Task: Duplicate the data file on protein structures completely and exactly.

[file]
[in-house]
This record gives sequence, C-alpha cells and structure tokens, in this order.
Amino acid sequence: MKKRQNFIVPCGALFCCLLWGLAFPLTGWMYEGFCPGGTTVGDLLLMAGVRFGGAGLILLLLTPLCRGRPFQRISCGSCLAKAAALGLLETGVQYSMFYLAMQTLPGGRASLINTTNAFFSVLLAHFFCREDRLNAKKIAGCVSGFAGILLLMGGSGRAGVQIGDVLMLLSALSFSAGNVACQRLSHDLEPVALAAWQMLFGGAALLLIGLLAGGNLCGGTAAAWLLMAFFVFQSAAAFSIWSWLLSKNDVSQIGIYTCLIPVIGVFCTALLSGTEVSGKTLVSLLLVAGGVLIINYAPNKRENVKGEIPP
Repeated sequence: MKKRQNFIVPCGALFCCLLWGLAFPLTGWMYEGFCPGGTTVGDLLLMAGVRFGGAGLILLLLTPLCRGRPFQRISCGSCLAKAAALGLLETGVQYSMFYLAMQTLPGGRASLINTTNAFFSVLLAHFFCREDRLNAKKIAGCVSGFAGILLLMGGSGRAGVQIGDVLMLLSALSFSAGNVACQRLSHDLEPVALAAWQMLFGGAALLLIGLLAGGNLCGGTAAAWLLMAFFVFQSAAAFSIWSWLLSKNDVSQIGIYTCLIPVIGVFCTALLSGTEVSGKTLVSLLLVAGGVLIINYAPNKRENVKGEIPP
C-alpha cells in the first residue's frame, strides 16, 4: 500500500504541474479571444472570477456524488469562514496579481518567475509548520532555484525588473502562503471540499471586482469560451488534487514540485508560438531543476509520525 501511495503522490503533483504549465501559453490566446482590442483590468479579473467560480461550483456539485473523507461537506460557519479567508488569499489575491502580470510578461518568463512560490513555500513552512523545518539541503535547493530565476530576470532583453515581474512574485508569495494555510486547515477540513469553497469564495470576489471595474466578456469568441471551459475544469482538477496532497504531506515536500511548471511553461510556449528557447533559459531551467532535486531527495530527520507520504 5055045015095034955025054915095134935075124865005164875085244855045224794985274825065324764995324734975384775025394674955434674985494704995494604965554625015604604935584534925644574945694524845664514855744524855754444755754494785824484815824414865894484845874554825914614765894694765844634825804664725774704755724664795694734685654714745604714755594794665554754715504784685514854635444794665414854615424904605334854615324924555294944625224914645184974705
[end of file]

[in-house]
This record gives sequence, C-alpha cells and structure tokens, in this order.
Amino acid sequence: MKKRQNFIVPCGALFCCLLWGLAFPLTGWMYEGFCPGGTTVGDLLLMAGVRFGGAGLILLLLTPLCRGRPFQRISCGSCLAKAAALGLLETGVQYSMFYLAMQTLPGGRASLINTTNAFFSVLLAHFFCREDRLNAKKIAGCVSGFAGILLLMGGSGRAGVQIGDVLMLLSALSFSAGNVACQRLSHDLEPVALAAWQMLFGGAALLLIGLLAGGNLCGGTAAAWLLMAFFVFQSAAAFSIWSWLLSKNDVSQIGIYTCLIPVIGVFCTALLSGTEVSGKTLVSLLLVAGGVLIINYAPNKRENVKGEIPP
Repeated sequence: MKKRQNFIVPCGALFCCLLWGLAFPLTGWMYEGFCPGGTTVGDLLLMAGVRFGGAGLILLLLTPLCRGRPFQRISCGSCLAKAAALGLLETGVQYSMFYLAMQTLPGGRASLINTTNAFFSVLLAHFFCREDRLNAKKIAGCVSGFAGILLLMGGSGRAGVQIGDVLMLLSALSFSAGNVACQRLSHDLEPVALAAWQMLFGGAALLLIGLLAGGNLCGGTAAAWLLMAFFVFQSAAAFSIWSWLLSKNDVSQIGIYTCLIPVIGVFCTALLSGTEVSGKTLVSLLLVAGGVLIINYAPNKRENVKGEIPP
C-alpha cells in the first residue's frame, strides 16, 4: 500500500504541474479571444472570477456524488469562514496579481518567475509548520532555484525588473502562503471540499471586482469560451488534487514540485508560438531543476509520525 501511495503522490503533483504549465501559453490566446482590442483590468479579473467560480461550483456539485473523507461537506460557519479567508488569499489575491502580470510578461518568463512560490513555500513552512523545518539541503535547493530565476530576470532583453515581474512574485508569495494555510486547515477540513469553497469564495470576489471595474466578456469568441471551459475544469482538477496532497504531506515536500511548471511553461510556449528557447533559459531551467532535486531527495530527520507520504 5055045015095034955025054915095134935075124865005164875085244855045224794985274825065324764995324734975384775025394674955434674985494704995494604965554625015604604935584534925644574945694524845664514855744524855754444755754494785824484815824414865894484845874554825914614765894694765844634825804664725774704755724664795694734685654714745604714755594794665554754715504784685514854635444794665414854615424904605334854615324924555294944625224914645184974705